"Our problem is semantics. A prostitute sounds much more elegant when you call her an ‘escort,' and by adding the word ‘domestic' to violence makes it sound much sweeter," she told the cheering crowd. "But we must remember what these degradations mean at the core. They are calling us moralistic to diminish us. But we are here."
Still, the demonstrations, which far exceeded organizers' expectations, are not likely to have much immediate impact. Italy's opposition is fractured and all polls show that even if the country called early elections, Berlusconi would surely win. There are no moves to de-sex Italian television, and there is not a single initiative in parliament aimed at bettering the lives of women. If Berlusconi is called to stand trial, he can easily use his partial immunity to avoid attending any hearings. Few doubt he is already filling his calendar with important meetings that will preclude his attendance in court, making it all but impossible to convict him of any crime. To the rallying cry, "If not now, when?" the answer, sadly, may be "not yet."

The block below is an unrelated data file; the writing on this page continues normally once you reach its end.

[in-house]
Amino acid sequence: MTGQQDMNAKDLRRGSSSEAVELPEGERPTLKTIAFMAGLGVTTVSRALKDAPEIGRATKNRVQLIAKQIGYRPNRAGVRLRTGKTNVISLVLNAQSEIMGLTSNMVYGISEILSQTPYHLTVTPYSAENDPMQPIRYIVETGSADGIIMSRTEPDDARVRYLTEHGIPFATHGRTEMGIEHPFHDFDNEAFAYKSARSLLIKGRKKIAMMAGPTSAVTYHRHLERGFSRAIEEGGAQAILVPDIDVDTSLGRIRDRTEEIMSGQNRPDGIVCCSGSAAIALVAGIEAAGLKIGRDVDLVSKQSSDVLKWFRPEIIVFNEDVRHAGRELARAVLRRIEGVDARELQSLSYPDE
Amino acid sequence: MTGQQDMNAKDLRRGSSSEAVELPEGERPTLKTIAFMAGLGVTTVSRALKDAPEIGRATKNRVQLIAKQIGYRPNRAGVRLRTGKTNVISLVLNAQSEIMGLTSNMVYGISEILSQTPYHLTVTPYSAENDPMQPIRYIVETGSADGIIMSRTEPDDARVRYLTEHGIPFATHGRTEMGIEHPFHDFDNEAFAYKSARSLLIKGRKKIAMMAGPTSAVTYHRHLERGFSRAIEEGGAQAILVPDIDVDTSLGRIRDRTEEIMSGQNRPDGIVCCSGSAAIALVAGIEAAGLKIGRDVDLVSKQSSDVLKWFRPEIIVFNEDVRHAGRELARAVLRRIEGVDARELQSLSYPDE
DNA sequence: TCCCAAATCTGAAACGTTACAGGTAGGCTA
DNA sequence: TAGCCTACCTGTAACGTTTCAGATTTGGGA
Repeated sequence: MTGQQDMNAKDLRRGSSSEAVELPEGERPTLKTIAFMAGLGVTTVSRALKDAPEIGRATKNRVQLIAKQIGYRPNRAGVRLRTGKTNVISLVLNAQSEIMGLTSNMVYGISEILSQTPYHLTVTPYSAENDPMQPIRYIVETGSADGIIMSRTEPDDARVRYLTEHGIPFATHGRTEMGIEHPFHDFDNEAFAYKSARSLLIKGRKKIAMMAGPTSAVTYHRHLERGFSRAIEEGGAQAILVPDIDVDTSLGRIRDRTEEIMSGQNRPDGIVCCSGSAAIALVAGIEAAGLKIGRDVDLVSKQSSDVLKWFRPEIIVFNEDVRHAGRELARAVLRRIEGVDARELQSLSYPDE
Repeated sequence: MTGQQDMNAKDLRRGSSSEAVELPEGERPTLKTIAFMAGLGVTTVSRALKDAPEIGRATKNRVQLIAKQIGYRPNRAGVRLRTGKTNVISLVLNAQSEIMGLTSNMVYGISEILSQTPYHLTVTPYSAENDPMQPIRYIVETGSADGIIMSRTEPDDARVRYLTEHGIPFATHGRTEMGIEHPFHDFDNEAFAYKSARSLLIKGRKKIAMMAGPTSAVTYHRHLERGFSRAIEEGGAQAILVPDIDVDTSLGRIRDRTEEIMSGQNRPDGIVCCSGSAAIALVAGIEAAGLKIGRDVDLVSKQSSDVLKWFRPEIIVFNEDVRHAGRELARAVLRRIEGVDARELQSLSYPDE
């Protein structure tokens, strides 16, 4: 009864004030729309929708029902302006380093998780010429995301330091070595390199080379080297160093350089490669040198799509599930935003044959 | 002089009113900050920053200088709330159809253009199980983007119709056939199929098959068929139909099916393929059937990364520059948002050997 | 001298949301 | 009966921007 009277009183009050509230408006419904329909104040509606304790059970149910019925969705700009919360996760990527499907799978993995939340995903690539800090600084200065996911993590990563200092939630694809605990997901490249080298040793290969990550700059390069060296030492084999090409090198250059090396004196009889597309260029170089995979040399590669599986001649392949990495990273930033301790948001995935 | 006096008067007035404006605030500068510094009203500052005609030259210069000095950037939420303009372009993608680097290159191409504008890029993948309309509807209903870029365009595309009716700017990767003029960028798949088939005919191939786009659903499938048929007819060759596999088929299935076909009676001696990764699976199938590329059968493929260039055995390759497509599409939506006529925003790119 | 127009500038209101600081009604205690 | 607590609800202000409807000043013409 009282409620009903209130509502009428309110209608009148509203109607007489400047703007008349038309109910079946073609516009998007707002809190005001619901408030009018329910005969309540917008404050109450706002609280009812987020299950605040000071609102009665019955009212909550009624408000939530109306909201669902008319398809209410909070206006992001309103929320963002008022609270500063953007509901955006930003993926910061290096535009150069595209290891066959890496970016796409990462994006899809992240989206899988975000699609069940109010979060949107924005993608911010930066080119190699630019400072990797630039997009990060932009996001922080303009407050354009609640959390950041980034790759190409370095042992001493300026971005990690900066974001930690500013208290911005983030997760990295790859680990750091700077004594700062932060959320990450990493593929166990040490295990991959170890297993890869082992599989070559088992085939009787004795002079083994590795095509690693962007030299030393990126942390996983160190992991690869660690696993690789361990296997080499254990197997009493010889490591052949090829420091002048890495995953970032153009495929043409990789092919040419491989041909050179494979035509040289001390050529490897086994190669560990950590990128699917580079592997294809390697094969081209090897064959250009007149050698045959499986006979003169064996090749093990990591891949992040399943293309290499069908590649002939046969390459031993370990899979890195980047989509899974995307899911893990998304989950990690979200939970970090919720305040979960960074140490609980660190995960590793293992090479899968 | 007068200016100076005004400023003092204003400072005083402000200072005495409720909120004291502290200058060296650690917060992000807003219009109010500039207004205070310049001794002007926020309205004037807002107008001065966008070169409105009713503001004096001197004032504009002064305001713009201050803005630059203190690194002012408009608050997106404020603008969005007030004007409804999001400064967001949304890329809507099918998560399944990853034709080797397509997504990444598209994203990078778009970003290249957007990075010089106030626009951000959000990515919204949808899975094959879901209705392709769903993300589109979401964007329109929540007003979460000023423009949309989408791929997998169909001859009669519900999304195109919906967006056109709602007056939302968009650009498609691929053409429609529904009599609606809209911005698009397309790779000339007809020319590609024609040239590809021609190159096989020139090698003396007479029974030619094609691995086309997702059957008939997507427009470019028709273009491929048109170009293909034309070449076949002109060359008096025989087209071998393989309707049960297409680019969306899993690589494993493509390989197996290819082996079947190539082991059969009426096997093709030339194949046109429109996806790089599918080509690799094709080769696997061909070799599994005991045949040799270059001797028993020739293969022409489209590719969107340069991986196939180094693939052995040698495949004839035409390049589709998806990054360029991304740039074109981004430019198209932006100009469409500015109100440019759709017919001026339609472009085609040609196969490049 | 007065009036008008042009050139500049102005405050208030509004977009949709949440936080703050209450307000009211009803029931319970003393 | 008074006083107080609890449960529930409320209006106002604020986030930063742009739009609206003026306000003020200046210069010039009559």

Barbie Latza Nadeau, author of the Beast Book Angel Face, about Amanda Knox, has reported from Italy for Newsweek since 1997 and for The Daily Beast since 2009. She is a frequent contributor to CNN Traveller, Departures, Discovery and Grazia. She appears regularly on CNN, BBC and NPR.